Adrian is originally from a small town in Pennsylvania called Mill Creek. Adrian grew up with a split family since he was three years old which means he grew up having two families. One family was in the town of Mill Creek in central Pennsylvania and the other side of his family was a military based family in the Air Force. His stepdad and mom were stationed all throughout the country.
Adrian would alternate years between both families spending the opposite summer and Christmas with the opposite family allowing him to live in Pennsylvania, Ohio, Arizona, and California in his youth.
In a tragic car accident, Adrian lost his dad when he was in 10th grade and ended up spending the rest of his high school years in Phoenix, Arizona. This experience taught him to be comfortable in his own skin and also how to truly judge one’s character because he was constantly meeting a lot of new people.
His athletic career began in the first grade with soccer and basketball. Adrian also dabbled in a little bit of karate. He practiced with his dad a lot and soon learned that if you practice something, and then compete against someone who’s not really practicing, you’ll see a really big difference in performance levels.
This drove him to secretly knock out sets of push ups in his room in order to get the upper hand on the other neighborhood kids.
Growing up, he became a huge fan of Emmitt Smith, Barry Sanders, Bo Jackson and was inspired to run the football one day, and score touchdowns like them. The physicality of football also ultimately drove him to choose football as his main sport in the 9th grade.
After a successful high school career in football, Adrian received a scholarship to play running back at Weber State.
Being the first one to go to college in his family meant a lot to him. He wanted to take full advantage of the college experience and make the best out of himself. He would hear his parents complain about their work, so he wanted better for himself. He wanted to set his own destiny.
Through his athletic career in college and arena football, he knew he wanted to work with athletes and pursue that path in life. He then obtained his degree in Human Performance at Weber State University.
During his second year of Arena Football in Utah, Adrian stumbled upon CrossFit through one of his mentors, Joel Hatch. This led him to further pursue CrossFit for his personal training in football and began implementing aspects of John Welbourn’s CrossFit Football approach.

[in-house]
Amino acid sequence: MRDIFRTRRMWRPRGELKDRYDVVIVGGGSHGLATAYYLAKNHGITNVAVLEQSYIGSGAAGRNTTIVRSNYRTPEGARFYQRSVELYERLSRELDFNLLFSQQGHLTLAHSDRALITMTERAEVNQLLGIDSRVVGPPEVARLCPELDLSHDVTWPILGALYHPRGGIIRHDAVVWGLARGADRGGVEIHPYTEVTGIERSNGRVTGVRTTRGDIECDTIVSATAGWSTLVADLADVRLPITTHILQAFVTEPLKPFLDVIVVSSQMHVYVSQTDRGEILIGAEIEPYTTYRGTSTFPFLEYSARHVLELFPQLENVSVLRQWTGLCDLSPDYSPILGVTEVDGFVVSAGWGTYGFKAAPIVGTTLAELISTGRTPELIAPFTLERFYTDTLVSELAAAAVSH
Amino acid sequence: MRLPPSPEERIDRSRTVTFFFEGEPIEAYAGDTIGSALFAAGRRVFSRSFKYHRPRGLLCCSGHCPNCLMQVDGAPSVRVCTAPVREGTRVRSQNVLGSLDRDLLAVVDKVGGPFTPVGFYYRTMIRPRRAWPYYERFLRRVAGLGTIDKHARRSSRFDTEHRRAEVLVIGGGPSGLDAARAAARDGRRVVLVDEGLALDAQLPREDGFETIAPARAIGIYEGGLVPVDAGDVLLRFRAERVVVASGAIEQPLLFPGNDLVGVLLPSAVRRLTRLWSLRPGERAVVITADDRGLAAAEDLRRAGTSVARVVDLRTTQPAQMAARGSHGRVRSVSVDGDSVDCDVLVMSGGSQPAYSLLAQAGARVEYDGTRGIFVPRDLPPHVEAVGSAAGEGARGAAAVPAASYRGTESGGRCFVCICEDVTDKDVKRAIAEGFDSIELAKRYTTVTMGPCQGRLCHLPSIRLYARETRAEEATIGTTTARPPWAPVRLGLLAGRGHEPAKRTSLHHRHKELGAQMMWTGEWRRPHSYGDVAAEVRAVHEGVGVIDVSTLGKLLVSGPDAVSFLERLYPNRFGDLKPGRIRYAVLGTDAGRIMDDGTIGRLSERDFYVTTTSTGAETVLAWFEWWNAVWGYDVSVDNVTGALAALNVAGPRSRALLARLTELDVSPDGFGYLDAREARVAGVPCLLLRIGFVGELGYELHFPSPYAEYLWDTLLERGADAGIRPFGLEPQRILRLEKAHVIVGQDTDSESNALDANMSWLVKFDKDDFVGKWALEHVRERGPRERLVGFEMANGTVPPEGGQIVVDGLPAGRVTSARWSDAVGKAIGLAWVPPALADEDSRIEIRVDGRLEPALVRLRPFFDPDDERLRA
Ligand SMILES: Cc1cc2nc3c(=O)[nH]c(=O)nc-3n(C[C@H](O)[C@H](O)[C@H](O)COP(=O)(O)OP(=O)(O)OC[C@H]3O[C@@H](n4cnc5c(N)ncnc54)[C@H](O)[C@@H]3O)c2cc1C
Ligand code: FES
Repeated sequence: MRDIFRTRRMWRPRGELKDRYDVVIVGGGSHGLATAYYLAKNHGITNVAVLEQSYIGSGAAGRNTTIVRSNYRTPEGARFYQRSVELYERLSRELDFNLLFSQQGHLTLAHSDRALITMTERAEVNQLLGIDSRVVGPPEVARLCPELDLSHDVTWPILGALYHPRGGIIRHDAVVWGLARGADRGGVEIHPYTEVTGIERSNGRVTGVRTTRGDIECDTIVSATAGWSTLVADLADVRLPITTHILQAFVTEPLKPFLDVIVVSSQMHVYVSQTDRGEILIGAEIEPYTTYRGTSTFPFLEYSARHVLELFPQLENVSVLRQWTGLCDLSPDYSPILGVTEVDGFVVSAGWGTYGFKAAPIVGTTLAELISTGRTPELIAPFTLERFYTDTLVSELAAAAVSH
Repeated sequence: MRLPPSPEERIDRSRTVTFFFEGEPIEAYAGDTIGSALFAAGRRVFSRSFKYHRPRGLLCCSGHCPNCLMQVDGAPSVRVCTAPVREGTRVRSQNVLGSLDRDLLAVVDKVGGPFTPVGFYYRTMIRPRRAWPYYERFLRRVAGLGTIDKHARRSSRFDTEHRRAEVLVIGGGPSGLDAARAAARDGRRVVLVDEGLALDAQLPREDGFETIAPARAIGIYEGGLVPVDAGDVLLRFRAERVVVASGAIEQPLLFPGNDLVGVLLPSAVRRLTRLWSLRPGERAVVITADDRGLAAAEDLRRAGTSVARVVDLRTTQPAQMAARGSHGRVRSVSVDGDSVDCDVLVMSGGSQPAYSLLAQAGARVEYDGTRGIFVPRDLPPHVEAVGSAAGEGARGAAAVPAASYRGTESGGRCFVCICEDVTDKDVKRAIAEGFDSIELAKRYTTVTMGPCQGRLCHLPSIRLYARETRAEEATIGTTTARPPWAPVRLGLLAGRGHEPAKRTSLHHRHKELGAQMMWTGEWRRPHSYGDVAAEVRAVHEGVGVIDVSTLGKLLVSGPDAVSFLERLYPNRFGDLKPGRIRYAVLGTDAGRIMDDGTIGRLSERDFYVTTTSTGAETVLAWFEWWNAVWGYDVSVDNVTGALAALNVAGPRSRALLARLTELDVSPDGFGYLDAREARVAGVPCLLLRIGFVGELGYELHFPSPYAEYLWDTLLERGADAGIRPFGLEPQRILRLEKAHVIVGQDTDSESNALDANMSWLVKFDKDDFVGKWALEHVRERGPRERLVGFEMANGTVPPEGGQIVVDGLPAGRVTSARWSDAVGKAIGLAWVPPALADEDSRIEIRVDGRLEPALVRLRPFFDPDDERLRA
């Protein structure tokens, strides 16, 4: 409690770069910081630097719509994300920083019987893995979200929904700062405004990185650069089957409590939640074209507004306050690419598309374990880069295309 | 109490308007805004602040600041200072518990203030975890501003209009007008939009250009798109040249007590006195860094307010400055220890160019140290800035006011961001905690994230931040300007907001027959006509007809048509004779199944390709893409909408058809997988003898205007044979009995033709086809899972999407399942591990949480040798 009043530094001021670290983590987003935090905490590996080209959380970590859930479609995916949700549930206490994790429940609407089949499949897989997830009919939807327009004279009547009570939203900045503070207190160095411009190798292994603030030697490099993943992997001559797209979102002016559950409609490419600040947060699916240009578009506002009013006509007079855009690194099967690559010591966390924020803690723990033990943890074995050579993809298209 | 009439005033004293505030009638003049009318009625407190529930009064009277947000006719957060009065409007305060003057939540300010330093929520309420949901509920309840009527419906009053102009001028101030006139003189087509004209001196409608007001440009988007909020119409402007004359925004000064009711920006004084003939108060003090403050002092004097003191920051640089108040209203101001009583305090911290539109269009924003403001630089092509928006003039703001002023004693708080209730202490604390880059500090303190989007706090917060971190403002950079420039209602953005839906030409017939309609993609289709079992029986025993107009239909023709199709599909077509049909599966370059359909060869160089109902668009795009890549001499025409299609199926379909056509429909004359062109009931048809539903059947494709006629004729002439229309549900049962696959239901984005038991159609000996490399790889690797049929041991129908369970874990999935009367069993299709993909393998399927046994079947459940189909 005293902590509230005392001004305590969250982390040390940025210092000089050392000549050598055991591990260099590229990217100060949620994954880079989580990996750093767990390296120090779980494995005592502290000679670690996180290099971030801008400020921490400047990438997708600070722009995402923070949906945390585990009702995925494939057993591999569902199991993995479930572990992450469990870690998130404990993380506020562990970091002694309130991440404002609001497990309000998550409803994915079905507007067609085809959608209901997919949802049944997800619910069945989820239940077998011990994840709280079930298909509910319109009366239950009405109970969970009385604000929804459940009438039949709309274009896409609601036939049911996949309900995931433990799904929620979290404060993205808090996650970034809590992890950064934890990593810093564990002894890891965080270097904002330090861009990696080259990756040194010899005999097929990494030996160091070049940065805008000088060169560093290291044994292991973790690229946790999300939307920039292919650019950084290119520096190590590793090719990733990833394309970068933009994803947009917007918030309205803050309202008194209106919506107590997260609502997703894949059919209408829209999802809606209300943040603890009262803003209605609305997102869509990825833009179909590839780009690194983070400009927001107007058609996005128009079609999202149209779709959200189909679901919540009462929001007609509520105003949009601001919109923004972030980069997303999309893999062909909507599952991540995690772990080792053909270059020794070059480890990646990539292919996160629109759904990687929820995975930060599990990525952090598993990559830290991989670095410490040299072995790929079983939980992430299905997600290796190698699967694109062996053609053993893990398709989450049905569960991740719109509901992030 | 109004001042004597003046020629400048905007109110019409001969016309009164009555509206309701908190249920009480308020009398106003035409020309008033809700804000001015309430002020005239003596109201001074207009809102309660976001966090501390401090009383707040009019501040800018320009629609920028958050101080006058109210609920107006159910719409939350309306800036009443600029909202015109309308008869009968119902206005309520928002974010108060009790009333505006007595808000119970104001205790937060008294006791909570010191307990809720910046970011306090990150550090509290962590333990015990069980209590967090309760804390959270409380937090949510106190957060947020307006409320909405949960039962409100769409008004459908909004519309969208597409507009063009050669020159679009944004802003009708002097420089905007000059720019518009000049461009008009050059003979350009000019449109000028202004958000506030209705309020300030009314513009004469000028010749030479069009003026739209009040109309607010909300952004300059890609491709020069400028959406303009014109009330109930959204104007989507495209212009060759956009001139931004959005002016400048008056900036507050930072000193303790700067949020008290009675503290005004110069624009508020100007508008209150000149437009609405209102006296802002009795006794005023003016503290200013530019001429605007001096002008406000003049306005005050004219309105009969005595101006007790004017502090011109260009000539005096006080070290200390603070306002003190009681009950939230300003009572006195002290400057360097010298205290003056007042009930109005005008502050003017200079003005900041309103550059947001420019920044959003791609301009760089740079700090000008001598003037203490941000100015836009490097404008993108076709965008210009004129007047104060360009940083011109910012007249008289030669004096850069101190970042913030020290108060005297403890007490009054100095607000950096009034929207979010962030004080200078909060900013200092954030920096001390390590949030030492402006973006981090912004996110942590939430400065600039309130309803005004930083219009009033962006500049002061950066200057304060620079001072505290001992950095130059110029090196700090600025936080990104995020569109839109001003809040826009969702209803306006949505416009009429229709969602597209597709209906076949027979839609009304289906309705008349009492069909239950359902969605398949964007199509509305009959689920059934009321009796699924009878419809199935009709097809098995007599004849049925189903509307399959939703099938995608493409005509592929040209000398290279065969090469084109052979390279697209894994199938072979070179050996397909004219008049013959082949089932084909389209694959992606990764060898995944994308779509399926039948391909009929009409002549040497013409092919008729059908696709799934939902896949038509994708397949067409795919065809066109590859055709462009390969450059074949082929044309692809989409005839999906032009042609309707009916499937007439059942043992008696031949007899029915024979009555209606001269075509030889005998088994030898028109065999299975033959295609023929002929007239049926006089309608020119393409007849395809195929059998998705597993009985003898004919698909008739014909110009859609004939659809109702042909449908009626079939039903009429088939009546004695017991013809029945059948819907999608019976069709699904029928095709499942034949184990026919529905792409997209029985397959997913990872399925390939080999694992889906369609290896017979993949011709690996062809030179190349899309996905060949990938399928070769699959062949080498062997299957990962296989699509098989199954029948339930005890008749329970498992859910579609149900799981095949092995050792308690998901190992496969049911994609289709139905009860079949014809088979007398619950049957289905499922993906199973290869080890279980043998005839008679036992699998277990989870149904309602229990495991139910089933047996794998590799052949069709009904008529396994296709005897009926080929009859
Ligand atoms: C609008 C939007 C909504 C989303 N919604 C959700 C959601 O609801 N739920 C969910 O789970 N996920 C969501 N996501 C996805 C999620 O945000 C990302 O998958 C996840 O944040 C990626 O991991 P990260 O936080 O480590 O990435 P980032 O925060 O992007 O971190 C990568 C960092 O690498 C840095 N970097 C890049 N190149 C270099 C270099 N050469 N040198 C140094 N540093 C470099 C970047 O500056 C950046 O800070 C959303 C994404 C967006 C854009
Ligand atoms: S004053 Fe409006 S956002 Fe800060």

After football, in March 2011 Adrian participated in his first open at Wasatch CrossFit and placed second in his region only to be defeated by the legendary Chris Spealler which was quite remarkable considering he didn’t have access to a gym where he could drop weights or practice butterfly pull-ups.
He then competed at regionals in his first live competition but didn’t have the skills or experience and took 6th that year.
At the end of 2011 he noticed he needed to train with the enemy to become better and started training with Mike Cazayoux and Tommy Hackenbruck which eventually led to the formation of a team called “Hack’s Pack” that went on to win the CrossFit Games Affiliate Cup in 2012 and 2013.
During his two and a half years there, he got really fit, but more importantly he got to learn what it was like to win and how to become a leader.
From there, Adrian would go on to train as an individual for the next few years and get 21st at the CrossFit Games in 2015 as an individual and then we went back in 2017 with the Wasatch Brutes as a new team and were able to secure another CrossFit Games Affiliate Cup Title against CrossFit Mayhem.
During this time, Adrian joined Brute Strength as the Head Coach of the Games Prep, Compete and Masters programs because he felt that Brute had a pathway to truly change the sport of fitness and did so through a collaboration of the best minds in functional fitness as a team.
If you’d like to connect with Adrian, click here to schedule a free 30 min call to discuss your fitness goals, wildest dreams, and aspirations or what you had for breakfast. (Ok, maybe not that last one.)